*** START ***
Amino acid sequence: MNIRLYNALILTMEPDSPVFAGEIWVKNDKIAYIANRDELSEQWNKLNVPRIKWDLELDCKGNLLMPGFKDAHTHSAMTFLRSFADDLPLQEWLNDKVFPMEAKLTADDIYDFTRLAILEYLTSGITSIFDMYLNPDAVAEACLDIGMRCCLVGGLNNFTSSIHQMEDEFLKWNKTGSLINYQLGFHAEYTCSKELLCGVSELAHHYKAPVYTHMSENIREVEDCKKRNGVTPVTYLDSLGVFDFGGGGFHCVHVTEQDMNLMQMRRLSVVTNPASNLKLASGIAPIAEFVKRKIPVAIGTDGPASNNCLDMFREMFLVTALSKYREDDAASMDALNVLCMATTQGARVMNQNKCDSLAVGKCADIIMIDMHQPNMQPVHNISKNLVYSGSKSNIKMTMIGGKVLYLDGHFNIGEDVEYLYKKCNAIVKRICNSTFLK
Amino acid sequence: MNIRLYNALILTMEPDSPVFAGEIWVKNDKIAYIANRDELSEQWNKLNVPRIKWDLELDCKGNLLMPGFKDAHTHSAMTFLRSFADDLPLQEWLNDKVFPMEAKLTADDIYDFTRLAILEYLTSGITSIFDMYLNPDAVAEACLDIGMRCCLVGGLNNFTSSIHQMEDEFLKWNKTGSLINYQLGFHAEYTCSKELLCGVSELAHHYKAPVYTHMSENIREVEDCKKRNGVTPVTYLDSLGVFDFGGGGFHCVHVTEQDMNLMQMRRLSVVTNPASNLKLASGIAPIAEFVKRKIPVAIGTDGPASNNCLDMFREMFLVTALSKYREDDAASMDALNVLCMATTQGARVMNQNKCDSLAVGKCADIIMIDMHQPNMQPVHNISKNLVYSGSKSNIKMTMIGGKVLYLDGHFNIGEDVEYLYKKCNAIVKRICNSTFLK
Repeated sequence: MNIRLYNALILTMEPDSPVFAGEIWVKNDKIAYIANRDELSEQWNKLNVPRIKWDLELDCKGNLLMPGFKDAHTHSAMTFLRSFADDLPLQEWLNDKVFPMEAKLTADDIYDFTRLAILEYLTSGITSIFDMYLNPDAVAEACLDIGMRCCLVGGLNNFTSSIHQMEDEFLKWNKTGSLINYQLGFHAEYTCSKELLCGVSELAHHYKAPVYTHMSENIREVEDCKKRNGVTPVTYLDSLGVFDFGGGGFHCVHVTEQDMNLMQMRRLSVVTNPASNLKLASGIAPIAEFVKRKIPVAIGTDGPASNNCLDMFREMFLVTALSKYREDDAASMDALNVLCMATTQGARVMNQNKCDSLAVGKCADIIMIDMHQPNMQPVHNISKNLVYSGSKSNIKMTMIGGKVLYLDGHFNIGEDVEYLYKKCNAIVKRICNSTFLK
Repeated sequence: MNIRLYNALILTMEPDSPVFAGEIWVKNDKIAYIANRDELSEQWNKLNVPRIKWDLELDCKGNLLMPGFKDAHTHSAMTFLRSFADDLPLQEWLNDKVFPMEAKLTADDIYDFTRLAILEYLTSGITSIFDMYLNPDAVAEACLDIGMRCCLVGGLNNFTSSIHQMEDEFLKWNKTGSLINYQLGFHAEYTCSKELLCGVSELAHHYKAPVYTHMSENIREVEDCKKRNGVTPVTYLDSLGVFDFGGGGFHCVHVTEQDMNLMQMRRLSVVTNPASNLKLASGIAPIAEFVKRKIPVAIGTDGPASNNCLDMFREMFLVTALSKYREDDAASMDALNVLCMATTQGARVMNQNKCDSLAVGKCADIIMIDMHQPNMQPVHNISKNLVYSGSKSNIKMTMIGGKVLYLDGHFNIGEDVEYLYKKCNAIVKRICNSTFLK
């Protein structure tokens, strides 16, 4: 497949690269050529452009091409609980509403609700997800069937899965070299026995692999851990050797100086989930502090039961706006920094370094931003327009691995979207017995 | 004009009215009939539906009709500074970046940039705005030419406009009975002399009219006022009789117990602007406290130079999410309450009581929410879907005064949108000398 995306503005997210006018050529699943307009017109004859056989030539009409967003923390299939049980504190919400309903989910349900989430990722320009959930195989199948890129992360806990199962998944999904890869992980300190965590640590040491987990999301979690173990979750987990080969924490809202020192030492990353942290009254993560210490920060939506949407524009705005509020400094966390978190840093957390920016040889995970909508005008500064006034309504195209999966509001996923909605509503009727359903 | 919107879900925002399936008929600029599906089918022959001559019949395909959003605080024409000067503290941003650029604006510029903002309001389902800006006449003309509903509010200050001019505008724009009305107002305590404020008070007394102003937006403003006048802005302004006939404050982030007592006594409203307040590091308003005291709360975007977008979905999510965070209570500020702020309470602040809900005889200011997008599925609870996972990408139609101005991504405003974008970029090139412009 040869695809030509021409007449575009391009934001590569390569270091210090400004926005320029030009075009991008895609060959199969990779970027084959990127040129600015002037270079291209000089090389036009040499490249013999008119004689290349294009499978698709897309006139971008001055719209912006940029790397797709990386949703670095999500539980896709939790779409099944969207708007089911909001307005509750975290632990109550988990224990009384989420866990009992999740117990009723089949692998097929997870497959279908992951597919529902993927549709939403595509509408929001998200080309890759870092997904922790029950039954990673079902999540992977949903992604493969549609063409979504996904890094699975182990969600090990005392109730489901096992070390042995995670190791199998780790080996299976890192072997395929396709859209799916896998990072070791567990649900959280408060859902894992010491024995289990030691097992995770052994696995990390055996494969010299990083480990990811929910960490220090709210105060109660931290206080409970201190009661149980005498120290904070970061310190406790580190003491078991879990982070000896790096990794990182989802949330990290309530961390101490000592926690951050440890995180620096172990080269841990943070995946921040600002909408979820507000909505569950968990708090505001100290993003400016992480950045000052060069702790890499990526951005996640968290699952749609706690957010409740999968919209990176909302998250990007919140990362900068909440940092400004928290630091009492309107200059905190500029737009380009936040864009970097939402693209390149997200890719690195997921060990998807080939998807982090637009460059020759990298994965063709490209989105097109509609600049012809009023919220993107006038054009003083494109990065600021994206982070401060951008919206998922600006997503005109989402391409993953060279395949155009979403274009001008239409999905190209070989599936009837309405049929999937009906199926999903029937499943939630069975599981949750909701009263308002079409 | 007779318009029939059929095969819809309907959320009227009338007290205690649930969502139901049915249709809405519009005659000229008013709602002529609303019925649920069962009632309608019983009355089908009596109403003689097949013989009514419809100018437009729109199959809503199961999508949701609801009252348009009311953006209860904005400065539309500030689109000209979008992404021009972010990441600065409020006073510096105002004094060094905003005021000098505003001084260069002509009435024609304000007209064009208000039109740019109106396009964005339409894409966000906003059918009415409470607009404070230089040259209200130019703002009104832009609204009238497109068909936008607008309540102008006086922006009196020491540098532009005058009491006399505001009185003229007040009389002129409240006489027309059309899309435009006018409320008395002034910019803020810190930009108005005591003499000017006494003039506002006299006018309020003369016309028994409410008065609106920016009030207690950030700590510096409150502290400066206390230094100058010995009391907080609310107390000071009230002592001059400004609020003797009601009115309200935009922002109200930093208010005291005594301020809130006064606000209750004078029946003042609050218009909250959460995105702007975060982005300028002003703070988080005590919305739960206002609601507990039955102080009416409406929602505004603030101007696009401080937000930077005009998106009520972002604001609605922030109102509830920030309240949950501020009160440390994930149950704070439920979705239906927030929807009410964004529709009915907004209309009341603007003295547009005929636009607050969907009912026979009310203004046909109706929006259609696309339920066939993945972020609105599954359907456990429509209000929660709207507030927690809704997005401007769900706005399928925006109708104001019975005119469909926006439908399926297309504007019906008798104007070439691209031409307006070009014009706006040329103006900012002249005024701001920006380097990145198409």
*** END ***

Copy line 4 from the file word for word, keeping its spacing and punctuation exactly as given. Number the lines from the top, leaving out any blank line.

Repeated sequence: MNIRLYNALILTMEPDSPVFAGEIWVKNDKIAYIANRDELSEQWNKLNVPRIKWDLELDCKGNLLMPGFKDAHTHSAMTFLRSFADDLPLQEWLNDKVFPMEAKLTADDIYDFTRLAILEYLTSGITSIFDMYLNPDAVAEACLDIGMRCCLVGGLNNFTSSIHQMEDEFLKWNKTGSLINYQLGFHAEYTCSKELLCGVSELAHHYKAPVYTHMSENIREVEDCKKRNGVTPVTYLDSLGVFDFGGGGFHCVHVTEQDMNLMQMRRLSVVTNPASNLKLASGIAPIAEFVKRKIPVAIGTDGPASNNCLDMFREMFLVTALSKYREDDAASMDALNVLCMATTQGARVMNQNKCDSLAVGKCADIIMIDMHQPNMQPVHNISKNLVYSGSKSNIKMTMIGGKVLYLDGHFNIGEDVEYLYKKCNAIVKRICNSTFLK